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The Sky View Observatory is located on the 73rd floor of Columbia Center. At nearly 1,000 feet it offers the tallest public viewing area west of the Mississippi. The 360 degree panoramic view includes Mt. Rainier, Bellevue, the Cascade Mountains, Mt. Baker, Elliott Bay, the Olympic Mountains, the Space Needle and the city of Seattle.
Developed by Martin Selig, the 76-story, 1.5 million square foot Columbia Center—home to Sky View Observatory—was completed in 1985. Clad in smoked tempered glass and Carnelian granite, the structure boasts 8,800 windows, 2,100 hydronic heat pumps, 48 elevators, and 6 escalators. The many technical innovations required for such a large scale project, such as viscoelastic dampers and triangle shaped bracing, enable Columbia Center to withstand earthquakes and hurricane force winds, making it one of the strongest and safest buildings in the Pacific Northwest.
701 5th Ave Floor 73
Seattle WA 98104
Onsite parking is available at current rates, subject to change without notice.
To get to the Observatory make your way to the main lobby on the fourth floor of the Columbia Center via the main entrance on 5th Avenue, the elevators from the parking garage, or the escalators from the 1st floor Atrium off of 4th Avenue. Find the elevator bank labeled 37-76 and take the elevator to the Sky Lobby on the 40th floor (where the highest Starbucks in the world is located). As you exit the elevator an automated voice will tell you which direction to turn. Proceed to the elevators that are labeled “66-76″. Once in the elevator press “73″ and you will arrive at the tallest public view in the west in seconds!
Destination offers delectable bites and beverages that pair perfectly with panoramic views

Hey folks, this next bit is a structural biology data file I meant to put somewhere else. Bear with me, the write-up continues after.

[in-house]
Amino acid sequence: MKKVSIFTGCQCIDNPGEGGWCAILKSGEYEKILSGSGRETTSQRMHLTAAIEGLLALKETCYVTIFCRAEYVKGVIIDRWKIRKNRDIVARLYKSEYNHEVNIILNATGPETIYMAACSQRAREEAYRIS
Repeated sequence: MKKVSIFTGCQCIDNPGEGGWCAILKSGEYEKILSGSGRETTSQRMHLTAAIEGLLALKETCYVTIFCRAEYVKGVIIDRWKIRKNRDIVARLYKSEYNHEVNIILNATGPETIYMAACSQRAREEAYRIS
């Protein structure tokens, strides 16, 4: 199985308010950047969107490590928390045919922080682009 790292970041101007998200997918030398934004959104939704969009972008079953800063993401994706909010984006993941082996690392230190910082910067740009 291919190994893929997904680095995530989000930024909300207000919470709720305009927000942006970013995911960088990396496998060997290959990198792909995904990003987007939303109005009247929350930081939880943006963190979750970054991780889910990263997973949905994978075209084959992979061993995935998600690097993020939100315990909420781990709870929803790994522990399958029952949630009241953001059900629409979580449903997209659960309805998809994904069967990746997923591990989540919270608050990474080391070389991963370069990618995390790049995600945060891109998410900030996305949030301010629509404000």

SEATTLE—December 10, 2014— Sky View Observatory, located on floor 73 of the tallest public viewing area west of the Mississippi, is pleased to announce the debut of its new Sky View Café, featuring gourmet sandwiches, salads, artisan bites, desserts, and select Washington beers and wines. The menu was developed by Ravishing Radish Catering, a local company who included several other Seattle- and Washington-based purveyors among its menu offerings. (read more)
Magazine Cites SVO’s Panoramic View and Outstanding Value for Travelers
Seattle, WA—The highly regarded Condé Nast Traveler recently named Seattle’s Sky View Observatory as one of the Top 11 public viewing platforms in the world. Offering 360 degree views from the top of soaring skyscrapers, Columbia Center’s observatory was listed in-group with the Shanghai World Financial Center, the Empire State Building in New York and the Burj Khalifa in Dubai. Condé Nast Traveler author, Marisa LaScala, noted that Seattle’s highest and chicest view sits heads and shoulders above the local competition, and the entry fee of $12.50 is a travel bargain to boot.
Located in the Columbia Center, the Sky View Observatory was completely remodeled and expanded in 2013. Although the floor had been open to the public for years, visitors can now enjoy a full spectrum view while sitting at a height of 932 feet. Previously, the location only offered a 270 degree view.
Lynda Collie, the General Manager of Columbia Center says, “We have been thrilled with the response to our new and improved public observatory. The fact that one of the premier and most highly respected travel magazines in the industry has listed us so prominently is indeed the pinnacle of our pride. We are looking forward to another busy tourist season and hope that visitors from around the world will continue to come and enjoy the tallest public view on the West Coast!”
The panoramic view includes Mt. Baker, Mt. Rainier, The Cascade Mountains, Elliott Bay, the Olympic Mountains, the city of Seattle, The Space Needle and a glimpse of CenturyLink Field: home of the Super Bowl Champion Seahawks. The tallest public viewing area west of the Mississippi, the SVO offers a priceless and unique way to gain a geographic bearing before venturing forth in the city and the region to tour and explore. The interior of the SVO was fully redesigned and static floor to ceiling displays share factual information from each vantage point.